Two articles (see pages 48 and 57) highlight this inaugural issue. One describes the development of The Core Competencies in Hospital Medicine: A Framework for Curriculum Development (a supplement to this issue), and the other demonstrates how this document can be applied to curriculum development.4, 5 This milestone in the evolution of hospital medicine provides an initial structural framework to guide medical educators in developing curricula that incorporate these competencies into the training and evaluation of students, clinicians‐in‐training, and practicing hospitalists.4 The president and CEO of the American Board of Internal Medicine (ABIM), Christine Cassel, offers her perspective on this landmark document.6 Its timeliness is reflected by the current efforts of the American College of Physicians, the ABIM, and others to redesign the training and the certification requirements of internists. As this supplement demonstrates, the Society of Hospital Medicine will be intimately involved in this process.

After this auspicious start, subsequent issues will include articles in the following categories. Original research articles will report results of randomized controlled trials, evaluations of diagnostic tests, prospective cohort studies, casecontrol studies, and high‐quality observational studies. We are interested in publishing both quantitative and qualitative research. Review articles, especially those targeting the hospital medicine core competencies, are eagerly sought. We also seek descriptions of interventions that transform hospital care delivery in the hospital. For example, accounts of the implementation of quality‐improvement projects and outcomes, including barriers that were overcome or that blocked implementation, would be invaluable to hospitalists throughout the country. Clinical conundrums should describe clinical cases that present diagnostic dilemmas or involve issues of medical errors. To facilitate the professional development of hospitalists, we seek articles focused on their professional development in community, academic, and administrative settings. Examples of leadership topics are managing physician performance, leading and managing change, and self‐evaluation. Teaching tips or descriptions of educational programs or curricula also are desired. For researchers, potential topics include descriptions of specific techniques used for surveys, meta‐analyses, economic evaluations, and statistical analyses.Penetrating point manuscripts, those that go beyond the cutting edge to explain the next potential breakthrough or intervention in the developing field of hospital medicine, may be authored by thought leaders inside and outside the health care field as well as by hospitalists with novel ideas. Equally vital, I want to share the illuminating perspectives of physicians, patients, and families of patients as they reflect on the experience of being in the hospitalhospitalists can enlighten us through their handoffs, and patients and their families can inform us about their view from the hospital bed.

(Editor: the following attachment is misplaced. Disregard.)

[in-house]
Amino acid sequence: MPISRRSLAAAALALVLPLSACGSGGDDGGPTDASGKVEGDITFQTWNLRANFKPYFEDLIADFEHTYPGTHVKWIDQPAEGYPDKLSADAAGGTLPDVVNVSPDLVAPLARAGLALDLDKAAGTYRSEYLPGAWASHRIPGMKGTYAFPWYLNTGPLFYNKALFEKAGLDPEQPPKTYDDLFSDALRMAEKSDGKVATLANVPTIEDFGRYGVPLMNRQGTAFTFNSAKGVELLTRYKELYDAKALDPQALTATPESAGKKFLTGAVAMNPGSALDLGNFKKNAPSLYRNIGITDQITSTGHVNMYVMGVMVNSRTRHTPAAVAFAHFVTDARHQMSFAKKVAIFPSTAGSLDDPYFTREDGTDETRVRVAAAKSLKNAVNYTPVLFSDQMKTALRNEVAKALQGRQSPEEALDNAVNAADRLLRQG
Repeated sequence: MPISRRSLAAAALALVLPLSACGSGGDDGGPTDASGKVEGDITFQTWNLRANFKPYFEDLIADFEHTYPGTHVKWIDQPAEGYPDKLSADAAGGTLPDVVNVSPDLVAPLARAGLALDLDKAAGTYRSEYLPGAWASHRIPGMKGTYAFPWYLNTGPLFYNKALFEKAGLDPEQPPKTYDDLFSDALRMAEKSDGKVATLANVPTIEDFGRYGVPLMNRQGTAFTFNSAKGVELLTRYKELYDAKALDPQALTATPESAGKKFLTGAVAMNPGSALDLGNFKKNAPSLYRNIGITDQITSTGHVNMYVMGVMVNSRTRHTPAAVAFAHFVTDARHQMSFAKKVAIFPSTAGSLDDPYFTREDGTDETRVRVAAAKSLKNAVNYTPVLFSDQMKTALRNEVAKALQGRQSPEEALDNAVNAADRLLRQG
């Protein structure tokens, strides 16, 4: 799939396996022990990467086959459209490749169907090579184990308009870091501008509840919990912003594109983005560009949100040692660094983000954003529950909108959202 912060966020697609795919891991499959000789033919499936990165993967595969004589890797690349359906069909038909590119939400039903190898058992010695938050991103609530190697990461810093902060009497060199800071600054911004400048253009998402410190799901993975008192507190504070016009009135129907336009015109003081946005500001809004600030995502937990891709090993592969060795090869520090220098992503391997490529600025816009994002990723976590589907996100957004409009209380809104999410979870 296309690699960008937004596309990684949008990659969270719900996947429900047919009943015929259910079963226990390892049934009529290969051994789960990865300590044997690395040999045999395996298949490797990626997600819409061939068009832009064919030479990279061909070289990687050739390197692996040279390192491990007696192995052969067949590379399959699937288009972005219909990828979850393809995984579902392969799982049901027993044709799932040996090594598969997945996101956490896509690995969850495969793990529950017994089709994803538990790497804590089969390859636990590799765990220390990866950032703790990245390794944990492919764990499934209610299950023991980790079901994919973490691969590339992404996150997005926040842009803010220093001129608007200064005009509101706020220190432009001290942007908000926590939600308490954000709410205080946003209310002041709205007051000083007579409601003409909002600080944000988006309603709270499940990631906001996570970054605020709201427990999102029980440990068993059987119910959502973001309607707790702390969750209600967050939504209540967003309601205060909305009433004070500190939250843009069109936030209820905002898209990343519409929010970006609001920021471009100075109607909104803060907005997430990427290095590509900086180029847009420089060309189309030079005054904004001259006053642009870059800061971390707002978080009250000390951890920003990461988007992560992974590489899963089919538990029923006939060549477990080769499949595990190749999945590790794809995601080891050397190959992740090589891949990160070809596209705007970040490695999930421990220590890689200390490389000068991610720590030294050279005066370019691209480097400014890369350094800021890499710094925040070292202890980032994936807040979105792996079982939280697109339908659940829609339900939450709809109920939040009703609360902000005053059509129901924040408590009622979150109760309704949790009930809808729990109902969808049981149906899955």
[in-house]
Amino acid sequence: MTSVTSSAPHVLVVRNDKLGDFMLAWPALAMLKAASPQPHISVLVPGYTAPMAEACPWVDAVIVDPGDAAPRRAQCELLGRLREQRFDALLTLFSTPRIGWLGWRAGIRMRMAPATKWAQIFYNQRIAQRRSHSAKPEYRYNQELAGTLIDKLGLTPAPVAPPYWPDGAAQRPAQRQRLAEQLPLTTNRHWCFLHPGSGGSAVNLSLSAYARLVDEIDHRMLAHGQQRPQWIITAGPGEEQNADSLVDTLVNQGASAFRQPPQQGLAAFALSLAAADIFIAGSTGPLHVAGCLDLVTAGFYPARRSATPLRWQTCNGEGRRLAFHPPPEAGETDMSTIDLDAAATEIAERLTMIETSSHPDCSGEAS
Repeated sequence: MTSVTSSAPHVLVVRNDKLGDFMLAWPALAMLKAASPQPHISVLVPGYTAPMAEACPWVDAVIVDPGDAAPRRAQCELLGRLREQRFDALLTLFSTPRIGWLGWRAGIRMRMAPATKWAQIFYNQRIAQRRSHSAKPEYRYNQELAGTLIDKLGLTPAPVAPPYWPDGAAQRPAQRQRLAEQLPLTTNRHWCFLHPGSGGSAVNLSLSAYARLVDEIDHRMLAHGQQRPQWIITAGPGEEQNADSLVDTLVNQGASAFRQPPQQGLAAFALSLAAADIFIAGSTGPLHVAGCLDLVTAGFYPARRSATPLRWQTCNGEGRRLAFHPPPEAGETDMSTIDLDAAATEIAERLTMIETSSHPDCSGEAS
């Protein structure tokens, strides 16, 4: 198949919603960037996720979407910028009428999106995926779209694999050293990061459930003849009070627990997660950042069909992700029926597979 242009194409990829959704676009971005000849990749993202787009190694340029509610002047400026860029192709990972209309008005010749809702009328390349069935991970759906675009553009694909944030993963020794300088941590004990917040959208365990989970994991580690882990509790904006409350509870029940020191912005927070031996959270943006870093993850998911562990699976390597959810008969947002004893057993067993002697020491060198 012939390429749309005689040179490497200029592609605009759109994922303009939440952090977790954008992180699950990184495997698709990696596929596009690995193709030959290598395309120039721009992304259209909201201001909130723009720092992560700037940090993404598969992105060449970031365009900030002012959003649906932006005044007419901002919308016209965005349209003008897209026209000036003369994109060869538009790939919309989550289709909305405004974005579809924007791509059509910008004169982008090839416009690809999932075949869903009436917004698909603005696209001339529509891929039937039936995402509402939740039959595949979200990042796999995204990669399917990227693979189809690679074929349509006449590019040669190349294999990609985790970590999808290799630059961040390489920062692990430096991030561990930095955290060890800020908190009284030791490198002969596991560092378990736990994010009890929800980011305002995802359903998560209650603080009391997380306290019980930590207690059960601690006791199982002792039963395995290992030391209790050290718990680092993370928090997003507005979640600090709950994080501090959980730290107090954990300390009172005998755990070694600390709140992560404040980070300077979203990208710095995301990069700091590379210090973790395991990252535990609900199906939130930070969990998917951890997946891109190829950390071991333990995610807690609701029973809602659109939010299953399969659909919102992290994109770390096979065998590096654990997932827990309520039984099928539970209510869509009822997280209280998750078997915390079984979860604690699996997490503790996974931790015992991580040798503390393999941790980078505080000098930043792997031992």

Finally, never forget that this is your journal. Let me know what you like and what changes you think can make it better. Please e‐mail your suggestions, comments, criticisms, and ideas to us at [email protected] hospitalmedicine.org. This is your chance to help shape the practice of hospital medicine and the future of hospital care. I look forward to your guidance. Together we can expand our knowledge and continue to grow in our careers.

The more you see the less you know

The less you find out as you grow

I knew much more then than I do now.

U2, City of Blinding Lights,

How to Dismantle an Atomic Bomb


   Comments ()